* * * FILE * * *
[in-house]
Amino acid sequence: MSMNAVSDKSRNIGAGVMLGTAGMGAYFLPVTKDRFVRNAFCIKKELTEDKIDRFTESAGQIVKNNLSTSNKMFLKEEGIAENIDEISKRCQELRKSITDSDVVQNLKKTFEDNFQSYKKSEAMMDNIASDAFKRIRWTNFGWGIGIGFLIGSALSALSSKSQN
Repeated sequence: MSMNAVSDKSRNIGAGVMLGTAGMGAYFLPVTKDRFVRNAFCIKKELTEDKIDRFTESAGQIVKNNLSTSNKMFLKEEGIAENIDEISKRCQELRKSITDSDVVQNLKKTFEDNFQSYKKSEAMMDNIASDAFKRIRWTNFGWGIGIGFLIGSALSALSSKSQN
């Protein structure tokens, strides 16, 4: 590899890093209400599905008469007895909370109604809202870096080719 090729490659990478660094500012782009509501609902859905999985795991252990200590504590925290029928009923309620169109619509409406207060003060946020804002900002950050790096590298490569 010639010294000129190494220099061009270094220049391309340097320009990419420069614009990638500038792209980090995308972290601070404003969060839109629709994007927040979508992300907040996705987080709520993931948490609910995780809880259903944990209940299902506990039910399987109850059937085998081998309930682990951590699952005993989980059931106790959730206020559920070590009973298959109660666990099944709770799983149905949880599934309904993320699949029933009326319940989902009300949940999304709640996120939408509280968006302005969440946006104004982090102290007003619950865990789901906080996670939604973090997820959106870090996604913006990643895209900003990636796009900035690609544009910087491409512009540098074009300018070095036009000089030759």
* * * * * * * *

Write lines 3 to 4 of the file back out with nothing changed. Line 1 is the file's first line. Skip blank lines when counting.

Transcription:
Repeated sequence: MSMNAVSDKSRNIGAGVMLGTAGMGAYFLPVTKDRFVRNAFCIKKELTEDKIDRFTESAGQIVKNNLSTSNKMFLKEEGIAENIDEISKRCQELRKSITDSDVVQNLKKTFEDNFQSYKKSEAMMDNIASDAFKRIRWTNFGWGIGIGFLIGSALSALSSKSQN
């Protein structure tokens, strides 16, 4: 590899890093209400599905008469007895909370109604809202870096080719 090729490659990478660094500012782009509501609902859905999985795991252990200590504590925290029928009923309620169109619509409406207060003060946020804002900002950050790096590298490569 010639010294000129190494220099061009270094220049391309340097320009990419420069614009990638500038792209980090995308972290601070404003969060839109629709994007927040979508992300907040996705987080709520993931948490609910995780809880259903944990209940299902506990039910399987109850059937085998081998309930682990951590699952005993989980059931106790959730206020559920070590009973298959109660666990099944709770799983149905949880599934309904993320699949029933009326319940989902009300949940999304709640996120939408509280968006302005969440946006104004982090102290007003619950865990789901906080996670939604973090997820959106870090996604913006990643895209900003990636796009900035690609544009910087491409512009540098074009300018070095036009000089030759």